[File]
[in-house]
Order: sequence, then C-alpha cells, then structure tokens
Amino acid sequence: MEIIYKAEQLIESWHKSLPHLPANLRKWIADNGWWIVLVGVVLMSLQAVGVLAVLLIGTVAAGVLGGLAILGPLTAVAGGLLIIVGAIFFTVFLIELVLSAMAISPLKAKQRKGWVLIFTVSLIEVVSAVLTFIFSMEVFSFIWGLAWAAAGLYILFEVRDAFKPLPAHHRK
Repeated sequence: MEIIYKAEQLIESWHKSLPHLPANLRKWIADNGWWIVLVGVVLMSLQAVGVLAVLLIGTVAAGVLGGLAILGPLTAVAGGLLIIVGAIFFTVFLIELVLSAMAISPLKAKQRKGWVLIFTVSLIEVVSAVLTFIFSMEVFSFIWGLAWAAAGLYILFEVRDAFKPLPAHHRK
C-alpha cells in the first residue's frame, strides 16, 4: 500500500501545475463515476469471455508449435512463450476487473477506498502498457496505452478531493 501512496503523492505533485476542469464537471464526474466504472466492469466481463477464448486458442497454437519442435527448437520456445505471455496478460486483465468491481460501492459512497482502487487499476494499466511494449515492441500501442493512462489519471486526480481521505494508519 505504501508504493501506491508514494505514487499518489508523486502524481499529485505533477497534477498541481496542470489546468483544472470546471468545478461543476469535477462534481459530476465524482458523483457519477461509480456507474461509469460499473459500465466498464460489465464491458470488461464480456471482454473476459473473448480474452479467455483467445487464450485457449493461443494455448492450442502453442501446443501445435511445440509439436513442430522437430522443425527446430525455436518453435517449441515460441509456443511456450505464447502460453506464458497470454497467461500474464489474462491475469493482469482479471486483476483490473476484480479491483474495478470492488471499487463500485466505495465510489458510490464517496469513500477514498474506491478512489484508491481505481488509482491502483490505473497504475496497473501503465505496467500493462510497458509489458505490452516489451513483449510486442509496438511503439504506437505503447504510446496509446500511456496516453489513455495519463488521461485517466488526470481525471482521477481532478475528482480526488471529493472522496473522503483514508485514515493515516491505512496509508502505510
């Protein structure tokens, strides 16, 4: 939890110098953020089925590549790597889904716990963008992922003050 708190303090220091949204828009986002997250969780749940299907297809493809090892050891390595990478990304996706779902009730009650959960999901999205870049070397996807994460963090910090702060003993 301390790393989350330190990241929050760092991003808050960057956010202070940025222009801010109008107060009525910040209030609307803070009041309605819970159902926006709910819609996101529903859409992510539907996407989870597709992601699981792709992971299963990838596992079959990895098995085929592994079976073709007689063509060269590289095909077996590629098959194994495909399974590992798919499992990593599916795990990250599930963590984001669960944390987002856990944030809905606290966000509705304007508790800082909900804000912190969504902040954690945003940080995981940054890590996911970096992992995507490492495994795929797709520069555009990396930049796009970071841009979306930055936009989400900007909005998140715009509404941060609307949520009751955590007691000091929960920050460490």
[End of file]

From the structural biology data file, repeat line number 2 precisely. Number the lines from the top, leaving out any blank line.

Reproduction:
Order: sequence, then C-alpha cells, then structure tokens